Thursday, January 23, 2014

 

Why I learned the word 'epicaricacy'

How does one find new words of interest? There are several ways that come to mind.

Today I was trying the bluffing and searching technique when I had a very unexpected response. The construct sought to combine "hypocrisy" with "-cracy" to convey rule by those who claim to espouse one set of principles but exercise another. I made a spelling error along the way -- 'hipocri-' instead of 'hypocri-' -- and searched for 'hipocricracy'. Imagine my surprise to find the search engine proposal to correct my search term by 'epicaricacy'!

epicaricacy

For those wanting to know now, without switching to Wiktionary, epicaricacy is apparently a recent coinage meaning the same thing as schadenfreude but looking less like a word borrowed from a foreign language: a word made from ancient Greek pieces instead of a German word. It means rejoicing at or deriving pleasure from the misfortunes of others.

Mysterious Substitutions and IrregEx

I am baffled by the transformation involved in finding the "similar" string of characters "correcting" my query term.
  h i p o c r i c r a c y
  e p i c a r i c _ a c y 
How did '-ricracy' become '-ricacy'? Why was the semantically very important 'r' deleted?
Then, the prefix to that, 'hipoc', became 'epica'. One can imagine trying to correct a letter sequence using a transformation applying letter inversions whenever possible, then substitutions of vowels:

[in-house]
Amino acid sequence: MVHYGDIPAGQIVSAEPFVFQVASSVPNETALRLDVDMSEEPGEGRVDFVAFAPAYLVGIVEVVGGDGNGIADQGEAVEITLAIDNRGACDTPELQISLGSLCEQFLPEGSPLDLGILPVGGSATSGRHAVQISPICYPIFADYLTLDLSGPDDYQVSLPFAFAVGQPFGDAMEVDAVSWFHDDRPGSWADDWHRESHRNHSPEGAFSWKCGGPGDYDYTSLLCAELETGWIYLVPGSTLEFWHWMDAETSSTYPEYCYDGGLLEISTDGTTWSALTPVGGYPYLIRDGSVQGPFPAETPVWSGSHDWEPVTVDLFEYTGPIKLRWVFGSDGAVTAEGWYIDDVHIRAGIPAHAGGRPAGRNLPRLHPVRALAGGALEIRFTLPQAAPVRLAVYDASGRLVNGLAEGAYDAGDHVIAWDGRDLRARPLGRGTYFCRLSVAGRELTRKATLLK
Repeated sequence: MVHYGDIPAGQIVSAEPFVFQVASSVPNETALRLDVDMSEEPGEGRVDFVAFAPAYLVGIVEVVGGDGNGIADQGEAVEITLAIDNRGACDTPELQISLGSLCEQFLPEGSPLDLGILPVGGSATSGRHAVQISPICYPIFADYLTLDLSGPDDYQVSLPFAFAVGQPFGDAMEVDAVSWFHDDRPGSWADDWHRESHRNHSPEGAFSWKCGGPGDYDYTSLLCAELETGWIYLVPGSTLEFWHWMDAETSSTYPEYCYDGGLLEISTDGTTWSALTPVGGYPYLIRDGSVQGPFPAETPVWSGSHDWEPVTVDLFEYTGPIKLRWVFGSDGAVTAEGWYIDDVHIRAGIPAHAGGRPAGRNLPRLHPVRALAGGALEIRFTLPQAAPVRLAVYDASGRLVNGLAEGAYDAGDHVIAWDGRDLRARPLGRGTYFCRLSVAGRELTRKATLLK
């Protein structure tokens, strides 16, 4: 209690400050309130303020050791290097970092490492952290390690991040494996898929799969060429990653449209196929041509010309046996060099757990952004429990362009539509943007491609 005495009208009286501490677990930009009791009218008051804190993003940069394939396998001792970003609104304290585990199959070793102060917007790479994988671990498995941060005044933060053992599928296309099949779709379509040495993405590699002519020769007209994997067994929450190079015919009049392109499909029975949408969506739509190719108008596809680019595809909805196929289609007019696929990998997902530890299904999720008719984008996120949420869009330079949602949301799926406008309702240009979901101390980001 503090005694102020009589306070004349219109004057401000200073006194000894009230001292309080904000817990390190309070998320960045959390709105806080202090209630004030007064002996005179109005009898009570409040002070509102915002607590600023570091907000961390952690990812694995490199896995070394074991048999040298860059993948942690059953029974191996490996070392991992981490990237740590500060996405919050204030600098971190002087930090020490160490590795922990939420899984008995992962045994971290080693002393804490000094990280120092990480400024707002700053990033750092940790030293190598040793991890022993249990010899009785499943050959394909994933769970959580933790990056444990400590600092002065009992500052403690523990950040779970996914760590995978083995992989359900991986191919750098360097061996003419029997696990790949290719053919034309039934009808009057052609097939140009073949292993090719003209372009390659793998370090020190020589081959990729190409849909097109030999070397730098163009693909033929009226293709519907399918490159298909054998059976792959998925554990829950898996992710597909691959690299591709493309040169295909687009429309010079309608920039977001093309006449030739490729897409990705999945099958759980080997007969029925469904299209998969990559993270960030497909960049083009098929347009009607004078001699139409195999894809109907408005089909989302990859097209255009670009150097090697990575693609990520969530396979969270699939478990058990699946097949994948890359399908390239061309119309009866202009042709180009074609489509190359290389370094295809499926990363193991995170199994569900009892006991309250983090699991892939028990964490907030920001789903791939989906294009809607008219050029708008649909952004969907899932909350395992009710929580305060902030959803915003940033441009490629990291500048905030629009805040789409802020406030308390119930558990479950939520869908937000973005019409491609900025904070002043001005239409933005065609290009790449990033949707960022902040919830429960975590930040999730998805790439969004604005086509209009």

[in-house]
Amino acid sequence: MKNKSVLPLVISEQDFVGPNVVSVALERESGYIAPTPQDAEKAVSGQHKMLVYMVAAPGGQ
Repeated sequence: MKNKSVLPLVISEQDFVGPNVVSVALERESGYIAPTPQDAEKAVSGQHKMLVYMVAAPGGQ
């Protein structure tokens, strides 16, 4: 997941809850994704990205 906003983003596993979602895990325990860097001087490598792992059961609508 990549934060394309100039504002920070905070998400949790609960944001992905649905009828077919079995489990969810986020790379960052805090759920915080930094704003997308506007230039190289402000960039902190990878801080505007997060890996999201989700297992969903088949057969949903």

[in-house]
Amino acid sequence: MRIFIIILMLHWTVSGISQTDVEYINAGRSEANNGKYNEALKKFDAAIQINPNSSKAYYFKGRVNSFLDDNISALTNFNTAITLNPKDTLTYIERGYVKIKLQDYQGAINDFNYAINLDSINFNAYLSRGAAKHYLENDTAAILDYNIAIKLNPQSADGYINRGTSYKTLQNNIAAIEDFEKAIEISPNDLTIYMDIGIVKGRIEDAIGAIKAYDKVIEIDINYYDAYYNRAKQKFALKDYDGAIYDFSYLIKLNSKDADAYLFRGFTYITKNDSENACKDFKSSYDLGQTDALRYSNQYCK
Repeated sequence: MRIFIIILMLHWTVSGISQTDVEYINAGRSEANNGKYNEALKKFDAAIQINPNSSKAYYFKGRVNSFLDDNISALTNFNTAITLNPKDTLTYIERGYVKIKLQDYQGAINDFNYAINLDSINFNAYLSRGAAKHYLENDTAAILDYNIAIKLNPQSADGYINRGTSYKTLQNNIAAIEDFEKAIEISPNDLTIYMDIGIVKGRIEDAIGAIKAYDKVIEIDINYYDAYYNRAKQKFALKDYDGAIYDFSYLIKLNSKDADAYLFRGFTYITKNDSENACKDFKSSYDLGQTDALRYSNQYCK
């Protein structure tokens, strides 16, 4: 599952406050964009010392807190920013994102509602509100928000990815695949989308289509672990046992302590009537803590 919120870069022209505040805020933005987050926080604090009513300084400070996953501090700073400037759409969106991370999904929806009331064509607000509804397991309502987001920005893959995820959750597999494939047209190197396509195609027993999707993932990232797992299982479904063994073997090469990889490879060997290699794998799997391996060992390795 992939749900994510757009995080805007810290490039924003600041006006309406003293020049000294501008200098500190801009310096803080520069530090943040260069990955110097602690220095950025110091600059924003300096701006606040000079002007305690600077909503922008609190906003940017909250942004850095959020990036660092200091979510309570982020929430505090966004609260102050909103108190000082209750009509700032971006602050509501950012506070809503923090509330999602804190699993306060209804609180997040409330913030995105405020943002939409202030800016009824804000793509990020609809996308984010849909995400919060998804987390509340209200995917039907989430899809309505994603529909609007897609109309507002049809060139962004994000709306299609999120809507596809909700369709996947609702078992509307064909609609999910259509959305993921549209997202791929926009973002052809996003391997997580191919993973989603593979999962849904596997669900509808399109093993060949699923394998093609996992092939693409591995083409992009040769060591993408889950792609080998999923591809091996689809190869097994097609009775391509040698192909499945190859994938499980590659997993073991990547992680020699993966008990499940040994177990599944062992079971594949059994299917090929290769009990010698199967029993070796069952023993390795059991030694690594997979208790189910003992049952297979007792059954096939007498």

h i p o c
  h p i o c
  e p i o c
  e p i c o
  e p i c a
The biggest change was converting the initial 'hp' (caused by swapping the i and the p) to 'ep', pretty necessary since one would not find any words starting 'hpi' (except maybe Hewlett-Packard machines or programs).
Alternate Process
Here is another look at what happened, which I will not argue is a better proposition.
  1. replace the prefix by another common prefix of similar length and also having two syllables: hipo- becomes epi-
  2. deal with what is left, preserving as much as possible of the suffix -acy etc.
       c   r i c r
       c a r i c
    

Search engine correction works in mysterious ways.

Afterword

Correcting the spelling, one does find a few occurrences of hypocricracy in Internet content. Most seem to be simple misspellings of "hypocrisy" but there is at least one short message broadcast via twitter.com which uses the word as (I) intended.

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